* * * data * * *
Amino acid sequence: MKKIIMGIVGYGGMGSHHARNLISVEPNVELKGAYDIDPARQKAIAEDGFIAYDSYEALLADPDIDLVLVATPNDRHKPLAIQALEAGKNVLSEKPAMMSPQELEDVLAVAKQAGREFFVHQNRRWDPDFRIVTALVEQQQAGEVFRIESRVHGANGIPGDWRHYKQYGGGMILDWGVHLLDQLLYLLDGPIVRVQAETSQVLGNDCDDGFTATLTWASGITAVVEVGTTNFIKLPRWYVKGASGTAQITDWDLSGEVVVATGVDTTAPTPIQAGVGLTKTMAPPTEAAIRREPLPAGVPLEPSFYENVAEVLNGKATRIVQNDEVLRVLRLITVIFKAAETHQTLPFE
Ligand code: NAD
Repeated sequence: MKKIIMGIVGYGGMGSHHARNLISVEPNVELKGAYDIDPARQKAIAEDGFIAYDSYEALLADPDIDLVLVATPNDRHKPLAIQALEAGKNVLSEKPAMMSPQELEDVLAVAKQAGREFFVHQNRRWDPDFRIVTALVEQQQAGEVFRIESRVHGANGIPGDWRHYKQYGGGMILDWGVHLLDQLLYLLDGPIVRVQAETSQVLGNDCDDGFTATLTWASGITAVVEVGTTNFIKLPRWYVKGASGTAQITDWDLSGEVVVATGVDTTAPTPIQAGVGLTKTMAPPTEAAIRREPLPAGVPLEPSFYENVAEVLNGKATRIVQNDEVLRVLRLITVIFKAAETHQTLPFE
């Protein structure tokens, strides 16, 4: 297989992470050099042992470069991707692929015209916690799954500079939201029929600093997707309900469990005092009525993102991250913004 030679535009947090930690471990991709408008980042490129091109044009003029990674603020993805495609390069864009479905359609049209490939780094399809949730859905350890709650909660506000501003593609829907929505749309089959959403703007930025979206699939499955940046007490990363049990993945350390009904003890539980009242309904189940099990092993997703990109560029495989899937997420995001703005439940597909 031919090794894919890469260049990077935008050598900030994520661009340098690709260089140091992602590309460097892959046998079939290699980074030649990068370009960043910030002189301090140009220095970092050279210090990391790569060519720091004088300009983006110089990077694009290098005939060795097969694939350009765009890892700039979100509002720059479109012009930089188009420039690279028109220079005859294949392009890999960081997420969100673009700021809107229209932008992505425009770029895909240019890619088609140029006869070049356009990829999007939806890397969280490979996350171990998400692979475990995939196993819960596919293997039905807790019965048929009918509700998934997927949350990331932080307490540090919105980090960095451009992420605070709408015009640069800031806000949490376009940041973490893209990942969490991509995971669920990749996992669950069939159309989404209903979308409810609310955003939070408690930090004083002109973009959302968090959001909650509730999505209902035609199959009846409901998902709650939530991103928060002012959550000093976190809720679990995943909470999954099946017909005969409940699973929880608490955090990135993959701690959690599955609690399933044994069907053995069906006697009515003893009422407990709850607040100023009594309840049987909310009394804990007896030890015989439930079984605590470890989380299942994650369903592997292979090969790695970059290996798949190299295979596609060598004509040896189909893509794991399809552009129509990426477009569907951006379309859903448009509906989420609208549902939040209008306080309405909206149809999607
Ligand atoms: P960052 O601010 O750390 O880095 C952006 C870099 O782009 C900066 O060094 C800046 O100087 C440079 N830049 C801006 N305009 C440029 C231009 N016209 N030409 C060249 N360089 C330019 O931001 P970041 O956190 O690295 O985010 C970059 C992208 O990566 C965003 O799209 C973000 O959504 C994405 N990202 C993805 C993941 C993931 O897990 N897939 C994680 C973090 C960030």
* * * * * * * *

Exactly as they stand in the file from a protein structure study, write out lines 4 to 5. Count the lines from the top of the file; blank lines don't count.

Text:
């Protein structure tokens, strides 16, 4: 297989992470050099042992470069991707692929015209916690799954500079939201029929600093997707309900469990005092009525993102991250913004 030679535009947090930690471990991709408008980042490129091109044009003029990674603020993805495609390069864009479905359609049209490939780094399809949730859905350890709650909660506000501003593609829907929505749309089959959403703007930025979206699939499955940046007490990363049990993945350390009904003890539980009242309904189940099990092993997703990109560029495989899937997420995001703005439940597909 031919090794894919890469260049990077935008050598900030994520661009340098690709260089140091992602590309460097892959046998079939290699980074030649990068370009960043910030002189301090140009220095970092050279210090990391790569060519720091004088300009983006110089990077694009290098005939060795097969694939350009765009890892700039979100509002720059479109012009930089188009420039690279028109220079005859294949392009890999960081997420969100673009700021809107229209932008992505425009770029895909240019890619088609140029006869070049356009990829999007939806890397969280490979996350171990998400692979475990995939196993819960596919293997039905807790019965048929009918509700998934997927949350990331932080307490540090919105980090960095451009992420605070709408015009640069800031806000949490376009940041973490893209990942969490991509995971669920990749996992669950069939159309989404209903979308409810609310955003939070408690930090004083002109973009959302968090959001909650509730999505209902035609199959009846409901998902709650939530991103928060002012959550000093976190809720679990995943909470999954099946017909005969409940699973929880608490955090990135993959701690959690599955609690399933044994069907053995069906006697009515003893009422407990709850607040100023009594309840049987909310009394804990007896030890015989439930079984605590470890989380299942994650369903592997292979090969790695970059290996798949190299295979596609060598004509040896189909893509794991399809552009129509990426477009569907951006379309859903448009509906989420609208549902939040209008306080309405909206149809999607
Ligand atoms: P960052 O601010 O750390 O880095 C952006 C870099 O782009 C900066 O060094 C800046 O100087 C440079 N830049 C801006 N305009 C440029 C231009 N016209 N030409 C060249 N360089 C330019 O931001 P970041 O956190 O690295 O985010 C970059 C992208 O990566 C965003 O799209 C973000 O959504 C994405 N990202 C993805 C993941 C993931 O897990 N897939 C994680 C973090 C960030």